Take a stroll around any major Chinese city and I guarantee it will not take long for you to spot a myriad of hilarious Chinese to English translations that only Master Yoda could understand. As a foreigner, I cannot help it but to wonder where the creativity for these translations come from.  It is hard to imagine that a country that has plans to put a man on the moon, build a high-speed railway system that links Asia to Europe, is still  falling short when it comes to producing simple signs in English. I know for a fact that the Chinese are a highly capable people,  so where is the source of the problem?

The example of China’s directly and poorly translated signs illustrate how important it is to take cultural differences in consideration when translating terms from one language to another. Direct translation, as we will see, can often be misleading or end up in disaster. This holds especially true, when the languages in question present extremely different cultural roots.

More than many nations, China is a place where names are imbued with deep significance. Western companies looking to bring their products to China face a problem not unlike that of Chinese parents naming a baby boy: little Gang (“strong”) may be regarded quite differently than little Yun (“cloud”). Given that China’s market for consumer goods is growing by better than 13 percent annually — and luxury-goods sales by 25 percent — an off-key name could have serious financial consequences for any business trying to establish itself here.

The art of picking a brand name that resonates with Chinese consumers is no longer an art. It has become a sort of science, with consultants, computer programs and linguistic analyses to ensure that what tickles a Mandarin ear does not grate on a Cantonese one, for example. Needless to say that name picking is not only a science, it is becoming a damn lucrative one. Companies like Labbrand Consulting Company in Shanghai, have already made a business of finding names for Western companies entering the Chinese market.

To illustrate this matter in a more vivid way, let’s look at some of the names chosen by large Western enterprises like Coca Cola, Nike, BMW and so on.

The  Chinese name for Coca-Cola, Kekoukele,  not only sounds like Coke’s English name, but conveys its essence of taste and fun in a way that the original name could not hope to match. Another great example of brand naming mastery is the Chinese name chosen by the detergent brand, Tide. Taizi, whose Chinese characters literally mean “gets rid of dirt”. In this particular case it is also important to note that the characters are important, since the same sound written differently could mean “too purple”.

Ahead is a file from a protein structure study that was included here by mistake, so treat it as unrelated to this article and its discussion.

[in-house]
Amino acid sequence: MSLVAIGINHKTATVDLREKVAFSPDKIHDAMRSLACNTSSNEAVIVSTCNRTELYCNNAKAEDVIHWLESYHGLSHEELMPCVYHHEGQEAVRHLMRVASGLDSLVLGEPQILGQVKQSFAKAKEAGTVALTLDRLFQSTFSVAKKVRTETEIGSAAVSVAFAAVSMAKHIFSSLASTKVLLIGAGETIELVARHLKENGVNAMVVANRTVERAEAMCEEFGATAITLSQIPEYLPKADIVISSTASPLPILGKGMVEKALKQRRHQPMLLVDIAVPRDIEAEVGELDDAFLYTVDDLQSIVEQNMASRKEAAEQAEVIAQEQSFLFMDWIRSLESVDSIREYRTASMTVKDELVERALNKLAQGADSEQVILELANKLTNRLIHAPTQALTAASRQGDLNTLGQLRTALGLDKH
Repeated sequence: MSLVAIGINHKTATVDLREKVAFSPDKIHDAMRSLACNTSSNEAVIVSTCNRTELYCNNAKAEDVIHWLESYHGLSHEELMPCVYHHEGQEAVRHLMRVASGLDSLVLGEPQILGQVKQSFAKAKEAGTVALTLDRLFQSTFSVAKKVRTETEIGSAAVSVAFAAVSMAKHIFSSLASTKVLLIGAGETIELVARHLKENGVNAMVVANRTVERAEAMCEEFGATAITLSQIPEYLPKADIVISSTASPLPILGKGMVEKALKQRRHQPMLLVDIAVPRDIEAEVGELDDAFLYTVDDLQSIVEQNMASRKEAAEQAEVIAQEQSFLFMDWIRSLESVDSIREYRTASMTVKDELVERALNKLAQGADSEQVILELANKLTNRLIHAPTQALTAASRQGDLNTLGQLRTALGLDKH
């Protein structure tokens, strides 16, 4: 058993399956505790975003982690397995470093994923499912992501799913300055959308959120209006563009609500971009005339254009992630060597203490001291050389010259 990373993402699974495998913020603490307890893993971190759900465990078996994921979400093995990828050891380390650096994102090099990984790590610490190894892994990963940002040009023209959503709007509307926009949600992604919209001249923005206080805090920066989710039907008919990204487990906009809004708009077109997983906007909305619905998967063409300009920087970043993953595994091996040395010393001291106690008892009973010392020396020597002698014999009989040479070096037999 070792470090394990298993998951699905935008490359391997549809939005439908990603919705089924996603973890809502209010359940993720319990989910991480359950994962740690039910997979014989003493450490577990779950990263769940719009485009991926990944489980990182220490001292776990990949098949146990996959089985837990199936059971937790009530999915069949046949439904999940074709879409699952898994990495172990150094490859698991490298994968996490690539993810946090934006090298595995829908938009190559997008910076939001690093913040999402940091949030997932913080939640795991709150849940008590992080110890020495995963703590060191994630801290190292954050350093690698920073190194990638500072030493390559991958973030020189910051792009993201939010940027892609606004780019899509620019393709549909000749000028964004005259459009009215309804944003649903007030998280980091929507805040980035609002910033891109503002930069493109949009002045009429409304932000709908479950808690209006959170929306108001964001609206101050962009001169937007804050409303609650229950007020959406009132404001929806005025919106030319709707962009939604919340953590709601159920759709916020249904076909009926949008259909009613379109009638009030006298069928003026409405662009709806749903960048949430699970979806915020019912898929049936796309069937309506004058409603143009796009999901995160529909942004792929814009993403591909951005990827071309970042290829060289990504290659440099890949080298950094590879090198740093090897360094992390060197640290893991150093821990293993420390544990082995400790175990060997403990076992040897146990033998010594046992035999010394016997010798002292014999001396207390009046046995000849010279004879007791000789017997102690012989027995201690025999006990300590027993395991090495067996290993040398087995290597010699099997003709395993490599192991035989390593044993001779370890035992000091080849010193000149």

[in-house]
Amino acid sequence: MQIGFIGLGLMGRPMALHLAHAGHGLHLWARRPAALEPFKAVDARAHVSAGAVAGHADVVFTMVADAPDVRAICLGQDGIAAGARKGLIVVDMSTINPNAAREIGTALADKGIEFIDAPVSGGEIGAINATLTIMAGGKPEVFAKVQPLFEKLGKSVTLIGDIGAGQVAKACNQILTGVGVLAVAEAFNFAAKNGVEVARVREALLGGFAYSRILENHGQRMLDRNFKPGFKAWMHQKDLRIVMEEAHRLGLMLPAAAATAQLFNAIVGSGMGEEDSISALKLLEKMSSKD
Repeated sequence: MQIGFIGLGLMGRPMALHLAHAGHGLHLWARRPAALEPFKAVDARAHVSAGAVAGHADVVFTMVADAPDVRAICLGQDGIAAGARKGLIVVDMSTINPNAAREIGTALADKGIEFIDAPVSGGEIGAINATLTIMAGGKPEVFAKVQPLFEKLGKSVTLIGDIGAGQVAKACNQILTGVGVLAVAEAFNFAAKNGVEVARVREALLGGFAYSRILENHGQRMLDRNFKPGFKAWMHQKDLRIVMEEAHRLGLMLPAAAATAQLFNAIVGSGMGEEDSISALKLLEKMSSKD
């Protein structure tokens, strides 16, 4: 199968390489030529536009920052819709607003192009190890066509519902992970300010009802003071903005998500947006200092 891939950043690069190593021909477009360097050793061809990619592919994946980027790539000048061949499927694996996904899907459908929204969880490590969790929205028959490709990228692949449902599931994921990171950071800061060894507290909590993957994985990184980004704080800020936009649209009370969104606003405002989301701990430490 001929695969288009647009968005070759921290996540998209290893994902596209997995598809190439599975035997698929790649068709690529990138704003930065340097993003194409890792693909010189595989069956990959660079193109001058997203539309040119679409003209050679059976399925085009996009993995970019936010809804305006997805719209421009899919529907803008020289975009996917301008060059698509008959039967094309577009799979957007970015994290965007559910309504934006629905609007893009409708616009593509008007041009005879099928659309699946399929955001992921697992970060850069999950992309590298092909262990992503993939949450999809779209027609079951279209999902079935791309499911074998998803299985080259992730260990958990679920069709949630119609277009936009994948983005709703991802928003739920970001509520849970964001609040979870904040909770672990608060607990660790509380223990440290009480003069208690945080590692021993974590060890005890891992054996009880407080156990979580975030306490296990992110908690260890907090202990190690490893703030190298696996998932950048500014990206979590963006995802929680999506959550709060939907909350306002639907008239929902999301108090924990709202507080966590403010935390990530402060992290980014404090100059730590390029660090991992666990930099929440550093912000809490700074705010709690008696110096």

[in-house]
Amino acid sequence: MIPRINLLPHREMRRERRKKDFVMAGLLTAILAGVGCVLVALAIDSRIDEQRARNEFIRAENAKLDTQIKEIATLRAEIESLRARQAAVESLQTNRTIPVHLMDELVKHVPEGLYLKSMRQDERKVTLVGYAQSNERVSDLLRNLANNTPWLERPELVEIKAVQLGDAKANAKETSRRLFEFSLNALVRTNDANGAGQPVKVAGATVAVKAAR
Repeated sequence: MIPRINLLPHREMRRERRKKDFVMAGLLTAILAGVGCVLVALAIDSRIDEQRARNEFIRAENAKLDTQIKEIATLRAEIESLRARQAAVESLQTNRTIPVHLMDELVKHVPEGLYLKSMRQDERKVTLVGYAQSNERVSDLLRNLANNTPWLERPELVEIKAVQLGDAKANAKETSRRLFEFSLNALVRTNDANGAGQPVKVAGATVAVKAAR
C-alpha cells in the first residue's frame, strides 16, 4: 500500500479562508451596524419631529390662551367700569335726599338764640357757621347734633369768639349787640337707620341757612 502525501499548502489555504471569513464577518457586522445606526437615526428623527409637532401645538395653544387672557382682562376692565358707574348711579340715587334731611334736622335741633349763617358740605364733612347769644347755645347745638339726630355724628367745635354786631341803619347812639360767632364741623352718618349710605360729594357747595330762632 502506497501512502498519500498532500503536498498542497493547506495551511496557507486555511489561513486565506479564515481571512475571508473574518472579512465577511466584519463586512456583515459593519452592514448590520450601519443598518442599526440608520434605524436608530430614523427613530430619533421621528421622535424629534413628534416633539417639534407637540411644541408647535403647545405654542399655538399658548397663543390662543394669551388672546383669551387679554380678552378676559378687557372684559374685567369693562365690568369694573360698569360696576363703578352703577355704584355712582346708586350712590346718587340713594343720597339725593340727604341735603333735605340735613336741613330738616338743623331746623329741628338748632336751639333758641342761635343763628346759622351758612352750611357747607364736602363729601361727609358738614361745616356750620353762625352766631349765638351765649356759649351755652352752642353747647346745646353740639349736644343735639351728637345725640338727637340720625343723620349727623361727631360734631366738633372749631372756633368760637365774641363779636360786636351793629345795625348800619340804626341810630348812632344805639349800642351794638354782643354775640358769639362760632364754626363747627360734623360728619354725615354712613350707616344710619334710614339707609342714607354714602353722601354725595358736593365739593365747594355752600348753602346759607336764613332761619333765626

Reebok, or Rui bu, which means “quick steps”. And, of course, Colgate — Gao lu jie — which translates into “revealing superior cleanliness”.  Nike (NaiKe), which not only sounds like the original western name, but also means enduring and persevering.  BMW (BaoMa, echoing the first two sounds of its English and German names) also seems to have hit the spot of Chinese ears.

It is important to realise that finding a good name involves more than just coming up with clever homonyms to the original English. If you go for phonetic sounds, everyone knows where you are from — you’re immediately identified as a foreign brand.

For some products, having a foreign-sounding name lends a “twist” that a true Chinese name would lack. Many upscale brands like Cadillac (KaDiLaKe), or Hilton (XiErDun), employ phonetic translations that mean nothing in Chinese. Rolls-Royce (Laosi-Laisi) includes two Chinese characters for “labor” and “plants” that more or less have become standard usage in foreign names — all to achieve a distinct foreign look and sound.

On the other hand, a genuine Chinese name can say things about a product that a mere collection of homonyms never could. Take Citibank (HuaQiYinHang), which literally means “star-spangled banner bank,”or Pentium (BenTeng), which means “galloping.”

If you take your product to the Chinese market, picking the right Mandarin brand name for it is crucial. The Chinese name of your product needs to resonate with Chinese consumers. An off-key could have serious financial consequences. According to a report in the New York Times, picking a brand name for China has become a sort of science. Like in every science, misuse might well lead to disaster as we will see in the examples ahead.

Microsoft’s  Bing search engine is an example of branding that could have easily gone seriously wrong. In Chinese, the most common definitions of the character pronounced “bing” are “disease,” “defect” and “virus” — rather inauspicious for a computer product. Due to this, Microsoft had to change it’s name to, Bi Ying, which roughly means “responds without fail”.

The French carmaket Peugeot (BiaoZhi) has inspired many jokes, since it’s Chinese name sounds enough like the Chinese slang for “prostitute” (biaozi).  In southern China, where the pronunciations are especially close, the brand has inspired dirty jokes.

source: The New York Times